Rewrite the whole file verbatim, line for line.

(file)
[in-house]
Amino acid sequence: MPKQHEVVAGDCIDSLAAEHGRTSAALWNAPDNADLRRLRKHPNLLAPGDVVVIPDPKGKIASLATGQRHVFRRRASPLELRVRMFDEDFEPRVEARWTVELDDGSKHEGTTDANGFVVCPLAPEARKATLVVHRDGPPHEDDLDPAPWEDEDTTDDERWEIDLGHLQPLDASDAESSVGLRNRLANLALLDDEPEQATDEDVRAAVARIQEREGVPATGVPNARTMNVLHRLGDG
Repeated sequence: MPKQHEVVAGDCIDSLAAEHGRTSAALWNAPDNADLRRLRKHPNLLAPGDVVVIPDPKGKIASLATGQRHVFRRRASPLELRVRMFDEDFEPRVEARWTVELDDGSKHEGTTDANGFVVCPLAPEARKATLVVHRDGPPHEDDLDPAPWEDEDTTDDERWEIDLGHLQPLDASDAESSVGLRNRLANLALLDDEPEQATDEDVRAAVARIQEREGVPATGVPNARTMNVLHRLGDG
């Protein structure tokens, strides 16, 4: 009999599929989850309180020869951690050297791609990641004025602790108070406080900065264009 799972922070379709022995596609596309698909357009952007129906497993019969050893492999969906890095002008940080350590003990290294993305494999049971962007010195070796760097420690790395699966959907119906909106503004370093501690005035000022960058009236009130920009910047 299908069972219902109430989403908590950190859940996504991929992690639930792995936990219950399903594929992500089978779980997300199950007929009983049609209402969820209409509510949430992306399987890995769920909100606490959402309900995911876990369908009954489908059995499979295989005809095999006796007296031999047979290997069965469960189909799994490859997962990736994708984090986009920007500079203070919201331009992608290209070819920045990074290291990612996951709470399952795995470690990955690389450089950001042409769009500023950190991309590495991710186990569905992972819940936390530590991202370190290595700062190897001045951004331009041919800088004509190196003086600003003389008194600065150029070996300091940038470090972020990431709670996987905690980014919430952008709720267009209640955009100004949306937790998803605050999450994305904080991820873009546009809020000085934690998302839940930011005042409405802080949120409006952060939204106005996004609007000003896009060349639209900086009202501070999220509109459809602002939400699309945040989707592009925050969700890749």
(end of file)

[in-house]
Amino acid sequence: MPKQHEVVAGDCIDSLAAEHGRTSAALWNAPDNADLRRLRKHPNLLAPGDVVVIPDPKGKIASLATGQRHVFRRRASPLELRVRMFDEDFEPRVEARWTVELDDGSKHEGTTDANGFVVCPLAPEARKATLVVHRDGPPHEDDLDPAPWEDEDTTDDERWEIDLGHLQPLDASDAESSVGLRNRLANLALLDDEPEQATDEDVRAAVARIQEREGVPATGVPNARTMNVLHRLGDG
Repeated sequence: MPKQHEVVAGDCIDSLAAEHGRTSAALWNAPDNADLRRLRKHPNLLAPGDVVVIPDPKGKIASLATGQRHVFRRRASPLELRVRMFDEDFEPRVEARWTVELDDGSKHEGTTDANGFVVCPLAPEARKATLVVHRDGPPHEDDLDPAPWEDEDTTDDERWEIDLGHLQPLDASDAESSVGLRNRLANLALLDDEPEQATDEDVRAAVARIQEREGVPATGVPNARTMNVLHRLGDG
């Protein structure tokens, strides 16, 4: 009999599929989850309180020869951690050297791609990641004025602790108070406080900065264009 799972922070379709022995596609596309698909357009952007129906497993019969050893492999969906890095002008940080350590003990290294993305494999049971962007010195070796760097420690790395699966959907119906909106503004370093501690005035000022960058009236009130920009910047 299908069972219902109430989403908590950190859940996504991929992690639930792995936990219950399903594929992500089978779980997300199950007929009983049609209402969820209409509510949430992306399987890995769920909100606490959402309900995911876990369908009954489908059995499979295989005809095999006796007296031999047979290997069965469960189909799994490859997962990736994708984090986009920007500079203070919201331009992608290209070819920045990074290291990612996951709470399952795995470690990955690389450089950001042409769009500023950190991309590495991710186990569905992972819940936390530590991202370190290595700062190897001045951004331009041919800088004509190196003086600003003389008194600065150029070996300091940038470090972020990431709670996987905690980014919430952008709720267009209640955009100004949306937790998803605050999450994305904080991820873009546009809020000085934690998302839940930011005042409405802080949120409006952060939204106005996004609007000003896009060349639209900086009202501070999220509109459809602002939400699309945040989707592009925050969700890749």